Compressionists: You’re Only as Good as Your Tools

I’m reviewing AV1 encoders for Streaming Media Magazine and was performing some QC on the AV1 files that I produced with the latest version of FFmpeg. Two file details I always check are GOP size and whether the GOPs are closed or not. I check these for multiple reasons.

First, FFmpeg doesn’t have the most robust error messaging so it’s easy to mangle a switch (open-gop vs. opengop, for example), and end up with an open GOP. In addition, the test files I’m using have multiple frame rates, including 24, 23.976, 25, 29.97, 30, and 60fps, so it’s incredibly easy to hose the GOP size when you’re adopting your script to the different files. Third, while these configuration options make incredibly little difference to ultimate quality, you want to get these options right when sharing your command strings or encoded files. So, I check.

I started checking a 24 fps file in Zond 265 from Solveig Multimedia ($1,390 for the version with AV1 support) which is the featured image atop this article. Checking for closed GOPs on the right, I saw there were 6 closed GOPs and no open GOPs. So far, so good. Then I noticed that the GOP length was 71 frames when it should have been 48. Ruh-roh.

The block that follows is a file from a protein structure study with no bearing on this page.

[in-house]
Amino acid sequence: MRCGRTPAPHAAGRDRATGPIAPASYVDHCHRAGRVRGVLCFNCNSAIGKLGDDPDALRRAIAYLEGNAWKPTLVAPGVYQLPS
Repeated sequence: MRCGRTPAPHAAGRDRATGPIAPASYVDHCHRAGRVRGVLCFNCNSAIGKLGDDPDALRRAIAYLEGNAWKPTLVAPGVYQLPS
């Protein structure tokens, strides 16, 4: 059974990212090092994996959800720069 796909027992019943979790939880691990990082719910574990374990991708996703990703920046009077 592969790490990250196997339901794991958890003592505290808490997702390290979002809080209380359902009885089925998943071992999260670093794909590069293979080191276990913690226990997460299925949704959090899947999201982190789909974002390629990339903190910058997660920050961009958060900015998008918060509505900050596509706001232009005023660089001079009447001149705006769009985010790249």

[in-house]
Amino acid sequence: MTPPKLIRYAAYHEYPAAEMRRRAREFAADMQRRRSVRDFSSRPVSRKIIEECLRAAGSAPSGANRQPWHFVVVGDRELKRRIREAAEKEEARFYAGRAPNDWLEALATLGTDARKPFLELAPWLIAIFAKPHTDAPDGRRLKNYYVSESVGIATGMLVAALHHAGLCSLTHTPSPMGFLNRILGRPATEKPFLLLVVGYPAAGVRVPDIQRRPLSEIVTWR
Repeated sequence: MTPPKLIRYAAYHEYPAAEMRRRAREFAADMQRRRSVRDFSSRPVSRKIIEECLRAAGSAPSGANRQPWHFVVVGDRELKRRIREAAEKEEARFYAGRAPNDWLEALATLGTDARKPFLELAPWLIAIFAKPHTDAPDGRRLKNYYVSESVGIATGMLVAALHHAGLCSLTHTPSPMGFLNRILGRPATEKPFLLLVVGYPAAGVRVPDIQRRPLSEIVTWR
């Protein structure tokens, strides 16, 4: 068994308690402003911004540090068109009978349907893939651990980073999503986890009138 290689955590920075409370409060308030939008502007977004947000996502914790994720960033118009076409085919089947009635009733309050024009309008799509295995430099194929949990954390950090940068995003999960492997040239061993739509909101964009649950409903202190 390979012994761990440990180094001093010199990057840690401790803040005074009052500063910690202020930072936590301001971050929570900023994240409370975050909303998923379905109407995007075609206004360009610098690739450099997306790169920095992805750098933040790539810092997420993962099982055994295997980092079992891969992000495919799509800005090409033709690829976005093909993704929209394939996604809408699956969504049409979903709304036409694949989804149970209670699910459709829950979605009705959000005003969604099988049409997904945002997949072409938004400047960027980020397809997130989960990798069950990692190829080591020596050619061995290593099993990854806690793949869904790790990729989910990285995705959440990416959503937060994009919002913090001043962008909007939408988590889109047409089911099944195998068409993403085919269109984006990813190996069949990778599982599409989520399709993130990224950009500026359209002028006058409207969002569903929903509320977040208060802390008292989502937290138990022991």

I started by checking my command strings which looked correct. Then I thought to load the file into Elecard StreamEye 4.0 which I had recently installed as part of Elecard StreamEye Studio (contact Elecard for pricing). This showed the information below. Specifically, though the placement in the stream was frame 71, the frame was displayed as frame 48. 
Mystery solved, the FFmpeg commands work as advertised, and StreamEye saved me countless hours of research and debugging. To be fair to Solveig Multimedia, the Zond tool may have offered the same information in another screen or window, but I had StreamEye loaded and it was easier to simply check there.

These tools are expensive and in many ways targeted more for codec developers than compressionists. But, if you’re going to be working with advanced formats like HEVC, AV1, and soon VVC, you need an analysis tool that can tell you whether your encoder is producing the properly configured output. Otherwise, you’ll be flying blind which is uncomfortable even if you won’t be publishing your results.

Though I only understand about 5% of what these tools can tell me, it’s an absolutely critical 5%, and I couldn’t do my job effectively without them. I’ll be experimenting more with these tools as I start encoding with different AV1 codecs and may come back with additional tidbits.

About Jan Ozer

I help companies train new technical hires in streaming media-related positions; I also help companies optimize their codec selections and encoding stacks, and evaluate new encoders and codecs.

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